The numerus clausus of legally permissible pieces of evidence in the new Swiss Civil Procedure Code (CPC) – unlike in many other codes of civil procedure – does not provide for private expert opinions. Only court-appointed expert opinions are foreseen in the CPC. The question therefore arises, how the new Swiss Patent Court should deal with court-appointed expert opinions requested by a foreign court (mostly, they originate from foreign legal disputes concerning the same subject matter) submitted by the parties: Are such expert opinions merely allegations of the parties, though thoroughly substantiated ones, or can they be accepted as valid pieces of evidence under certain conditions?
In a recent case the Swiss Federal Patent Court had to evaluate two court-appointed expert opinions requested by a foreign court from foreign parallel proceedings which had been submitted by the defendant. From the 300 pages thick expert opinions the defendant had only inserted some portions of the conclusions into its brief.
The Swiss Patent Court held that foreign court expert opinions have a hybrid status between mere party expert opinions and court-appointed expert opinions. However, as a general principle, court expert opinions from foreign litigation shall be treated like party expert opinions. They do not have full probative value.
In the decision of 3 May 2012 (BPatGer O2012_022) the Swiss Patent Court held that the submitted opinions do not constitute mere party-appointed expert opinions as they were not commissioned by the defendant. Neither do they constitute tribunal-appointed expert opinions in the sense of the CPC since the opinions were not ordered by the tribunal which had been invoked by the parties in the present case.
Although the Swiss Federal Patent Court qualified the expert opinions requested by a foreign court as documentary evidence, the court stated that it is important to insert all the facts described in the opinions into the respective brief, otherwise the defendant cannot refer to them. Consequently, the foreign-court requested expert opinions were only admitted with regard to the conclusions which the defendant hat inserted into its submission.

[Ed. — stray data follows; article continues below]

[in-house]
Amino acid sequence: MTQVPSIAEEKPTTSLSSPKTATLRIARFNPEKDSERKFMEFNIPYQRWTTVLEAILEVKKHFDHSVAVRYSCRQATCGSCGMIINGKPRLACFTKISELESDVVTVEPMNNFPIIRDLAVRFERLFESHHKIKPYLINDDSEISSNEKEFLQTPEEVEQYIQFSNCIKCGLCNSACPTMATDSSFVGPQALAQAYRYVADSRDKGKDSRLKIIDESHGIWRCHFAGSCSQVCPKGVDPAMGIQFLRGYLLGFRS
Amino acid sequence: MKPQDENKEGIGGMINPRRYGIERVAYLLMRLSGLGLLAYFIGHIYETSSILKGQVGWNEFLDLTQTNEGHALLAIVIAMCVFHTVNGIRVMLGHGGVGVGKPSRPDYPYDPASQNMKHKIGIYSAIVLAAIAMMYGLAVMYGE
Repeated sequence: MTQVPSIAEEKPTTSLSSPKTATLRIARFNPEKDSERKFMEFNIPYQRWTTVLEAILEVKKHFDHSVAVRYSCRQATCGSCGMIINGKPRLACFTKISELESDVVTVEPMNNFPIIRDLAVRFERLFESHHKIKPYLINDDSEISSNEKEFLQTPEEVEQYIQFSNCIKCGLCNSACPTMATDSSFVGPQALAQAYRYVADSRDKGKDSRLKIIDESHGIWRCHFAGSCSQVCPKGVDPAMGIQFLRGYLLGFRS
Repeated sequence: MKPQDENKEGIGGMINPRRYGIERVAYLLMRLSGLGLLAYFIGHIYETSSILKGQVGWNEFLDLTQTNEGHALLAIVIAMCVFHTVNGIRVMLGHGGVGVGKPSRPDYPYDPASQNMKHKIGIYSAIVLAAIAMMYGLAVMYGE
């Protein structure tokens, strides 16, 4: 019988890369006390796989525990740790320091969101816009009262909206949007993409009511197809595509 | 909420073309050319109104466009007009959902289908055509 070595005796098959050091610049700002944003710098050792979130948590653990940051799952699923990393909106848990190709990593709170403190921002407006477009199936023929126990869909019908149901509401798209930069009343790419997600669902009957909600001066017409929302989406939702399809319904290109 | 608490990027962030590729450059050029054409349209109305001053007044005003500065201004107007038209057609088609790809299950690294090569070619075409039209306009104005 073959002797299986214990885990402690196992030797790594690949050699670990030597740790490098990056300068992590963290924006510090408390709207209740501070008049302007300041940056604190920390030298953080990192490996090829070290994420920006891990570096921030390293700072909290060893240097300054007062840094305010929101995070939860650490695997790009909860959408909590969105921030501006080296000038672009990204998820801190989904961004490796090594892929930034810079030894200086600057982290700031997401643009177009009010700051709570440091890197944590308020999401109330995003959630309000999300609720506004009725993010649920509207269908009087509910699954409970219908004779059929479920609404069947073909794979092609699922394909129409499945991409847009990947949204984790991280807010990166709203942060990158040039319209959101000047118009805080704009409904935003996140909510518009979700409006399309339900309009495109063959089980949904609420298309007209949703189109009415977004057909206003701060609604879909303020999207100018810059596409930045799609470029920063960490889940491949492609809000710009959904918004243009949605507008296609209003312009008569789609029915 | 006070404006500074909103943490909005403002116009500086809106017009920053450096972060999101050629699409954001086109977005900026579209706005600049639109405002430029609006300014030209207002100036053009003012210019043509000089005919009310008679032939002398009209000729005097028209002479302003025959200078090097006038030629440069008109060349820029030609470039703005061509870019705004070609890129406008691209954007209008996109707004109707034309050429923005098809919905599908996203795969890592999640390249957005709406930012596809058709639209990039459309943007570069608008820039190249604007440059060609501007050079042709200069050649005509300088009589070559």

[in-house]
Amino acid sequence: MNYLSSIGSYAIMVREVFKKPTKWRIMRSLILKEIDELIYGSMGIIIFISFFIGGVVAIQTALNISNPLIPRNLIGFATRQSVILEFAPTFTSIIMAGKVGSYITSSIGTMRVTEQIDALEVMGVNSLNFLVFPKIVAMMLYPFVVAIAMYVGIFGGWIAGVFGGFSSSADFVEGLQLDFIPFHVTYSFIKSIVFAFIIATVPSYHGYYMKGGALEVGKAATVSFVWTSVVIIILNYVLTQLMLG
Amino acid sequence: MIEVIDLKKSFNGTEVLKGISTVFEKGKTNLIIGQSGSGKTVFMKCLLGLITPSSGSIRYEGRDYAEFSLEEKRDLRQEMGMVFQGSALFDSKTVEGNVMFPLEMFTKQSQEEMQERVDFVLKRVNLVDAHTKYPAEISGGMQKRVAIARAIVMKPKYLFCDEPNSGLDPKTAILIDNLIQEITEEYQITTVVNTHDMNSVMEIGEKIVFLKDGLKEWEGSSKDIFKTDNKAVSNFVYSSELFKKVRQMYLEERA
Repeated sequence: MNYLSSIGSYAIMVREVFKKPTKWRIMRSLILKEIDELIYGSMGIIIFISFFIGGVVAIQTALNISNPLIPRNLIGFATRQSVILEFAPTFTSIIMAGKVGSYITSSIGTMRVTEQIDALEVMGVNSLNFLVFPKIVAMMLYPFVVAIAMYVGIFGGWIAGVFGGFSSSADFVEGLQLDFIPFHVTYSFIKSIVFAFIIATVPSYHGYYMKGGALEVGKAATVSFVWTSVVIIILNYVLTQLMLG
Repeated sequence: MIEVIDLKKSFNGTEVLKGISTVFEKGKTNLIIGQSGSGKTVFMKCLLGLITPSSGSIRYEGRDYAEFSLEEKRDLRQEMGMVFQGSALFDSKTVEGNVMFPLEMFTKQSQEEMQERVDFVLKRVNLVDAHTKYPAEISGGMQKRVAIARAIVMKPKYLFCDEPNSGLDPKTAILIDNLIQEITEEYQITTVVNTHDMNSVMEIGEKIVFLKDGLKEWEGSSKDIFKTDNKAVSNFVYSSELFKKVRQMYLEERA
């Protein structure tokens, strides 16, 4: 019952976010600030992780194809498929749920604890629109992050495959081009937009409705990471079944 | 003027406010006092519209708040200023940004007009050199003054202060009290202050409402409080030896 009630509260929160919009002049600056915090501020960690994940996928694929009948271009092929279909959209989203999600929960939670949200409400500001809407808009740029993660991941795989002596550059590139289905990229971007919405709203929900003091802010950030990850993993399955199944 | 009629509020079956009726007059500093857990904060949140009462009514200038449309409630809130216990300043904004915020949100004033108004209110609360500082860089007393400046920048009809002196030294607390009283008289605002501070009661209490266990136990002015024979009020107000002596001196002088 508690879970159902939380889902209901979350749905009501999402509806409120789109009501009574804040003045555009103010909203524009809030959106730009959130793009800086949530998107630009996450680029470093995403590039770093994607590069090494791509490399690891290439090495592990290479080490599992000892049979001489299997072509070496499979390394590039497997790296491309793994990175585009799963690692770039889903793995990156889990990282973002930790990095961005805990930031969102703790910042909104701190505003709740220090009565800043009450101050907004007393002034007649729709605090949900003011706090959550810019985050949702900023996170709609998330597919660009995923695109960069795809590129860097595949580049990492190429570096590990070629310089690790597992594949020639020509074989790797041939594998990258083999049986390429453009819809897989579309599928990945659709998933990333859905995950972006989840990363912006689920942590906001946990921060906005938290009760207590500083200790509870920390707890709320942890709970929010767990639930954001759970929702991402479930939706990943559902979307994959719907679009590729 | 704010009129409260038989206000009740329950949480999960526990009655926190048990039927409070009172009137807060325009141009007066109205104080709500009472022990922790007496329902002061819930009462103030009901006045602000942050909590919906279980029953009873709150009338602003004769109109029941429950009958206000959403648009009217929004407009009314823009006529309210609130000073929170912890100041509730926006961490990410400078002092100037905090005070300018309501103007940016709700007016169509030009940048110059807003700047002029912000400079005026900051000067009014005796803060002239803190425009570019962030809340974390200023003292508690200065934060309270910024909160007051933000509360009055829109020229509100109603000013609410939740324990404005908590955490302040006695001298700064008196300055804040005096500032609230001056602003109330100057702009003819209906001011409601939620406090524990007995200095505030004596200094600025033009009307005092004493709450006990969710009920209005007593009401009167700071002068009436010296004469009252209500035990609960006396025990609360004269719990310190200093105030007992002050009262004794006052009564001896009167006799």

Although in this case expert opinions from foreign parallel proceeding were to be assessed, the Swiss Federal Patent Court mentioned several times that as a general principle the rules governing party expert opinions also apply to expert opinions requested by foreign courts.
If an expert opinion should be required in a Swiss patent case, a court expert has to be appointed. Private and foreign-court requested expert opinions can only be introduced into the litigation if their wording of these opinions has been inserted into the briefs. It is not sufficient to generally refer to the content of the expert opinions. The disputed facts have to be inserted and described as concrete as possible. Even if a foreign-court requested expert opinions cannot be formally accepted as a form of evidence, they can nevertheless help to raise doubts e.g. about an opinion rendered by a court expert. Finally, in many cases the statement of the facts remains uncontested and only the legal conclusion will be disputed. In such a case, a foreign expert opinion can be helpful as well.
In short, party expert opinions as well as expert opinions requested by foreign courts are not recognized as pieces of evidence with full probative value in Swiss patent matters. However, under certain circumstances they can still be useful.